Two of Washington’s white-marbled institutions – the Supreme Court and the Federal Reserve – are also the most shrouded with a mystique about their inner deliberations. Of the two, the Fed took the lead today and threw open its windows by a good measure.
Fed chairman Ben Bernanke held the first of what is promised to be regular briefings to the press. His answers to reporters’ questions were as nuanced and jargon-laden as can be expected from a central banker whose hand is on the tiller of an economy still in rough seas. A slip of the tongue by one so powerful is able to make markets swoon or swagger. He did not slip in this press conference.
The Fed’s new openness is a necessary step if Americans are to participate in one of the most difficult decisions facing the United States – whether the Fed should use its monetary might to create jobs or to curb budding inflation (see in gasoline and food prices).
Ever since it was created in 1913, the largely independent bank has opted for secrecy over sunshine. Just two decades ago, it didn’t even reveal its decisions to raise or lower interest rates. But today’s more financially savvy public can’t be left in the dark. The unemployment rate is stuck at more than 8 percent while consumer prices are rising – faster than Mr. Bernanke expected.
Solving both problems at once is a delicate task for any central bank. Choices must be made.
Bernanke may be tempted to allow inflation to grow because it diminishes the value of the debt owed by the government. Today’s red ink would not look so bad in tomorrow’s inflated dollars. Many in Congress, too, would love devalued dollars to help solve the deficit crisis.
What’s more, the poor and middle class who are stuck with high credit-card bills or other loans could, in theory, have to pay less.
Ironically, the Fed helped stoke the current inflation by pumping $600 billion into financial markets since November. It had hoped private investors would use it mainly to create jobs. With interest rates at near zero, the Fed could only rain more dollars on the economy.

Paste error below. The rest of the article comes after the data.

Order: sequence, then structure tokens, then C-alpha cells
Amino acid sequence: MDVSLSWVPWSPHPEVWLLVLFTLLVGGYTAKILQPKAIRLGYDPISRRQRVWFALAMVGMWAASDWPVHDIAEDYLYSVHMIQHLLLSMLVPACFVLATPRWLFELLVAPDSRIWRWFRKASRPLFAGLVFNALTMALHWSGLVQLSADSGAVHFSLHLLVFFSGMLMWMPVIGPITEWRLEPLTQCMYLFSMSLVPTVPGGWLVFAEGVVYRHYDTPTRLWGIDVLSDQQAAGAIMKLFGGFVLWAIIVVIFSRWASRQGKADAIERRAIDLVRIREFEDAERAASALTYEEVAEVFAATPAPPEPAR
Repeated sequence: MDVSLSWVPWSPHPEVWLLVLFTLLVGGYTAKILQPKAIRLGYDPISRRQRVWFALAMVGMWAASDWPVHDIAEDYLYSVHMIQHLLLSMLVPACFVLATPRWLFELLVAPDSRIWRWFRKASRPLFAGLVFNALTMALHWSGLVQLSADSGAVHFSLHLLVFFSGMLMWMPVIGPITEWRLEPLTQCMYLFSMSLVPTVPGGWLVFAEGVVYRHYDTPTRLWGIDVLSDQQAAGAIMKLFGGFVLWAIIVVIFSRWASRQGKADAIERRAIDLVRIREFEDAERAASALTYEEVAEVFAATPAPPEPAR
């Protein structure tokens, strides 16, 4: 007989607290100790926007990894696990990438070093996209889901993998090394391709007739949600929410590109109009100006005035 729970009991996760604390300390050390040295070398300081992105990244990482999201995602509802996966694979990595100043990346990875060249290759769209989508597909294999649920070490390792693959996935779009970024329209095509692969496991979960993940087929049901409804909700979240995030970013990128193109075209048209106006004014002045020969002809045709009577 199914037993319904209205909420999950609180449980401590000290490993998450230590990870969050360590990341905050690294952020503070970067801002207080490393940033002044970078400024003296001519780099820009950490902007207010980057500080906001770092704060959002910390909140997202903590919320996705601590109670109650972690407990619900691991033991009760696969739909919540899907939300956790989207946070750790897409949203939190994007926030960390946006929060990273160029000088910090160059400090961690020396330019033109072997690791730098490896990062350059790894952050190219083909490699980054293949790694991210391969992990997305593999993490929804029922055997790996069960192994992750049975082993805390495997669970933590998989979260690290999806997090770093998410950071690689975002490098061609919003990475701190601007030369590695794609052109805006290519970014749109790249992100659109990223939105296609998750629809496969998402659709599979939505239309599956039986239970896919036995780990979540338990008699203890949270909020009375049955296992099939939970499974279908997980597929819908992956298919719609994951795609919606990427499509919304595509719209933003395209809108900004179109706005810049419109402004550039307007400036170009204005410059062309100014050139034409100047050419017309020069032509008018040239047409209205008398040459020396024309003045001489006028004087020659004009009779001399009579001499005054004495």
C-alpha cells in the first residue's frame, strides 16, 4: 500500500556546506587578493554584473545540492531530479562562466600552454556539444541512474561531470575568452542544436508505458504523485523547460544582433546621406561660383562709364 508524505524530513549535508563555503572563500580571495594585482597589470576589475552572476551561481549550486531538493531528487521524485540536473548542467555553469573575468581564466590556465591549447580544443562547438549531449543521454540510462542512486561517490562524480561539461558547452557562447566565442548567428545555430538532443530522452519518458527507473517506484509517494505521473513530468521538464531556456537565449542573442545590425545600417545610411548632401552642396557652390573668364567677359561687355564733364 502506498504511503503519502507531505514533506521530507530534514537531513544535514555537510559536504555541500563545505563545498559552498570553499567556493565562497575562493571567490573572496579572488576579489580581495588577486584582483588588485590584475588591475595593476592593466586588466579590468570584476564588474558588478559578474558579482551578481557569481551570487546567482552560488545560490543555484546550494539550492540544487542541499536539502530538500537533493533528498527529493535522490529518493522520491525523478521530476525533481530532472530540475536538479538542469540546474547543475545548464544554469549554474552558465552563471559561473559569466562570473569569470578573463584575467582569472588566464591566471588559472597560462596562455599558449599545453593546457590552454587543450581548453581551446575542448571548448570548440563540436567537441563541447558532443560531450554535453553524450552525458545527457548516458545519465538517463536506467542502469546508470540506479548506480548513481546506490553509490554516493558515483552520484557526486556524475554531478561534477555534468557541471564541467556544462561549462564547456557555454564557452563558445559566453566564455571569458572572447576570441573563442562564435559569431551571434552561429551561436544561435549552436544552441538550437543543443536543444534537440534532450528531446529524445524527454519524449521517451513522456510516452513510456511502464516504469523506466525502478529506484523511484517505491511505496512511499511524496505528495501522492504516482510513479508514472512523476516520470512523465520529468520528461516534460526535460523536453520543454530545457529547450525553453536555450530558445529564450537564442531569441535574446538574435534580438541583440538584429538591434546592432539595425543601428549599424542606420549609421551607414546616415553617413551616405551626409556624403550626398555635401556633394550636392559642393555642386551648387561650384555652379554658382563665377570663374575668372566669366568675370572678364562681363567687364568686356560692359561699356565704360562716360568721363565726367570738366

The markets, however, don’t have much faith that the Fed can effectively reel in the money – the so-called “exit strategy” – it has thrown at Wall Street since the 2008 crisis.
Much of the new money, the $600 billion, instead went to buy real assets such as oil, grain, and gold – as a hedge against inflation – only to boost inflation. The Bureau of Labor Statistics reports a 60 percent increase in inflation during the first three months of 2011.
A similar mistake was made in 2003-2004 when the Fed loosened the credit reins and helped create a housing bubble – whose bursting made Wall Street go nearly bust.
The Fed seems to have faith that inflation won’t get out of hand because workers aren’t in any mood to demand higher wages. Many are happy just to have a job. Bernanke may also believe the 50 percent rise in oil prices over the past six months is only temporary, much like previous oil spikes.
Workers, however, won’t put up with $4-a-gallon gasoline and higher grocery bills for long without seeking higher pay – expectations of inflation alone can cause real inflation. And many economists expect big emerging economies like China will keep oil prices high for a long time.
The current inflation in energy and food may soon raise the “core” inflation rate to a level that could erode the savings of most Americans. And getting rid of high inflation – by raising interest rates and slowing the economy – is a lot more difficult and painful than creating jobs.
The Fed hopes its new transparency may help restore some of its lost credibility – and also dampen inflation expectations. In 2009, only a third of Americans said in a poll that the Fed was doing a good or excellent job. The public needs better signals on the Fed’s internal debate about inflation. Many of its board members are speaking out more in dissent of Bernanke’s moves.
The Fed’s aura of secrecy has thankfully diminished in recent years. Today’s press conference – which will be repeated every three months – is a big move to provide more clues to its reasoning.